Just outside of the real Deep Gap.
Winterstar summit.
Looking back at Celo Knob from Winterstar.

Just because I had water didn't make the climb out of Deep Gap any less painful. I really slowed my pace stopping frequently for rest as my body was feeling the lack of sleep and the strenuous day that still had around five miles remaining. Halley stayed nearby encouraging me and somewhat enjoying my struggles saying several times, "I've never seen you like this." As soon as I would catch up with her, she would take off again giggling at my huffing and puffing. Eventually I found familiar territory at the cliffs of Potato Hill since I had hiked from Mt. Mitchell to that point last year with Amy. Although it was nice to know we were getting closer to the end it was the thoughts of big time climbs over Big Tom, Cattail Peak, Balsam Cone, Mt. Craig, and Mt. Mitchell now loomed in my mind. The struggle was real and I hobbled along trying to keep pace with Halley and conserve water and one by one mountains began to click away.
And now for a series of climbs featuring Halley waiting on me. Potato Hill is exhibit A.
Still climbing....that smile is getting on my nerves.
I was thinking I need new friends.

There's something about a difficult hike that I love and even with the pain and exhaustion that I was experiencing I was still having a wonderful time and having a friend like Halley to share the trail with made it even more special. When we reached the top of Big Tom we paused for a break with Kevin and I could look back out the ridge to Celo Knob and the start of our roller coaster day. Something about that view brought such a peaceful feeling over me as I watched approaching clouds sweep over Celo and making it vanish as if it was never there. The gathering clouds also pumped a little motivation into my legs knowing if I wanted any views at Mt. Mitchell I would have to pick up the pace.
Every tough climb led to a good view.

Up we go again.
Kevin shows how it's done.

Back on the trail we moved along rather quickly since the major elevation changes were behind us. The trail still rolled up and down but none of it was extreme. Winding around the top of Mt. Craig clouds started to hang heavy and the view of Mt. Mitchell was fogged in at least for the moment. The final mile from Mt. Craig was agony. I was dehydrated and my legs wanted to keep locking up but every time I wanted to stop Halley was there to motivate me forward.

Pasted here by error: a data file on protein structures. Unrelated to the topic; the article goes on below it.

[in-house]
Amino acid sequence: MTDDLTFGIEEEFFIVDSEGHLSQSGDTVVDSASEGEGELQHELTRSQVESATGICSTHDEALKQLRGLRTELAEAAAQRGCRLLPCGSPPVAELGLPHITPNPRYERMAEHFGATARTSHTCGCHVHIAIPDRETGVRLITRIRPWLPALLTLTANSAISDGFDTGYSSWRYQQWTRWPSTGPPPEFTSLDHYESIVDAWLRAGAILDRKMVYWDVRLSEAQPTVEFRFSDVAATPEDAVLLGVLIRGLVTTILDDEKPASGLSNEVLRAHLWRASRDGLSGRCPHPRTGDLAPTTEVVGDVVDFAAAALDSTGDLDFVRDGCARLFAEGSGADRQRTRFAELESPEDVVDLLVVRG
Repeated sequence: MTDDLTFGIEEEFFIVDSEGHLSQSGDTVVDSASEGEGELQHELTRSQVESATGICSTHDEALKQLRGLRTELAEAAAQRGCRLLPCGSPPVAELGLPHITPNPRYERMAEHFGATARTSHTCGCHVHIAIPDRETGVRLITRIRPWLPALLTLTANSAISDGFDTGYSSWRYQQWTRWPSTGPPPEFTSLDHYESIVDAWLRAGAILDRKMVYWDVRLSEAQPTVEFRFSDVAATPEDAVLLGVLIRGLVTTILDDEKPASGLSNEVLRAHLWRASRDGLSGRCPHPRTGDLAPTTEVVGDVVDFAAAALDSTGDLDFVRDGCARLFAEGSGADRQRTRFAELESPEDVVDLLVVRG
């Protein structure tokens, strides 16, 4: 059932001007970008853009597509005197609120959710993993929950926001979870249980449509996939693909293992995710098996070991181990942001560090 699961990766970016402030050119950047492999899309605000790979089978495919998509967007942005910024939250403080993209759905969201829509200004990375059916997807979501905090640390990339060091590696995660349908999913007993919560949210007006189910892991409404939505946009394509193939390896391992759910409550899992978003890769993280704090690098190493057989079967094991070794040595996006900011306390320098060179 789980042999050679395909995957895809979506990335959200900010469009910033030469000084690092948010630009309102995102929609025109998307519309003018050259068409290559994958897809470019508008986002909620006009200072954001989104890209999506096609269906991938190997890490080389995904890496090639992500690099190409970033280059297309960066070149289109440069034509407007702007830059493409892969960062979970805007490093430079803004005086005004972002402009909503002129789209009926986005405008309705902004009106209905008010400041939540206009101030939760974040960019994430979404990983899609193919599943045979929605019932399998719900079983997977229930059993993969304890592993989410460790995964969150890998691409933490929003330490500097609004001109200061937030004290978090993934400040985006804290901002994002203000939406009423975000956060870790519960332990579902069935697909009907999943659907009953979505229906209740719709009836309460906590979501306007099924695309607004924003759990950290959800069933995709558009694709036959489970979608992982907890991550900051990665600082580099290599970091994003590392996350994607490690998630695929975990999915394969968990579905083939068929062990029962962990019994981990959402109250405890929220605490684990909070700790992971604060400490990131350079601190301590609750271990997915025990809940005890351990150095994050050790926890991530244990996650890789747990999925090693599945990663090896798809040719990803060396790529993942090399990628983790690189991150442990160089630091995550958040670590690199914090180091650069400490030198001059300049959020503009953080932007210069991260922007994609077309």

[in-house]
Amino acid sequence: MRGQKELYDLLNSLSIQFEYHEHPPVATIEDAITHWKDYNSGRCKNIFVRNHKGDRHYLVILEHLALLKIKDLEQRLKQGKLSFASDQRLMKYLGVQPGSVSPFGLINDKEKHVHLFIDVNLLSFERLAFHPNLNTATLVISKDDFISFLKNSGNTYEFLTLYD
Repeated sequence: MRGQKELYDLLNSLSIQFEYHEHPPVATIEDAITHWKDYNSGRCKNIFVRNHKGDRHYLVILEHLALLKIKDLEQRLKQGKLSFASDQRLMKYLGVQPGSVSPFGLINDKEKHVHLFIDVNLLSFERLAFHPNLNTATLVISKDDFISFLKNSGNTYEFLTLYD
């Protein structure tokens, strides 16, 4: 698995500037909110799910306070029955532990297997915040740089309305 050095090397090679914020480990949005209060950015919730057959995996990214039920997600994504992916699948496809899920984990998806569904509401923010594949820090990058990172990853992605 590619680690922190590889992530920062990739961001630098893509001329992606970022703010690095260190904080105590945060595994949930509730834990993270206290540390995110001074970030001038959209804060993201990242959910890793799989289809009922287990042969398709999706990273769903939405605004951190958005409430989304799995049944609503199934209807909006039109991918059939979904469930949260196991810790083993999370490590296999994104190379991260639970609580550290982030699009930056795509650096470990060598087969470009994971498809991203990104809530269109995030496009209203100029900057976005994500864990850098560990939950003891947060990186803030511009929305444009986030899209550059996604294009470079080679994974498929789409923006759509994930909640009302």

Fog starting to roll in on Big Tom.
The trees were wild looking and still alive.
In the pines where the sun don't ever shine.

Perhaps cruelest of all was as we popped out into the road just shy of the summit of Mt. Mitchell there was a large group of people grilling hamburgers and chugging ice cold Gatorade and I was hungry and thirsty. We climbed the stairs to level up with the visitor center and hit the ramp that curls around to the highest point East of the Mississippi. About halfway up the ramp Halley's brother greeted us on his way back down the mountain but turned to rejoin us on the final push up top. He was kind enough to drive up to shuttle us back to our cars in Burnsville. It was if the mountain itself was rewarding us for our efforts and the clouds began to break up revealing some nice afternoon color through the haze. Kevin was waiting as I stomped the marker at the top like a baseball player touching home plate. The four of us chatted and snapped some photos celebrating the completion of the crest trail.
On Mt. Craig.
Smile for a mile to go.
Mt. Mitchell with thick fog...would we have a view?

The ride down the mountain was over an hour and I could barely keep my eyes open I was so sleepy. We stopped at a gas station and I was able to get some caffeine and feel a little better. I got to ride up front with Halley's brother since my legs are so long and I enjoyed the conversation as we wound down the curvy highway 80 back to Burnsville. They decided to drop me off at my truck before retrieving Halley's car and we said our goodbyes in the Ingles parking lot before I turned my wheels toward home.
Near the final summit of our day the heavens opened up for fantastic views.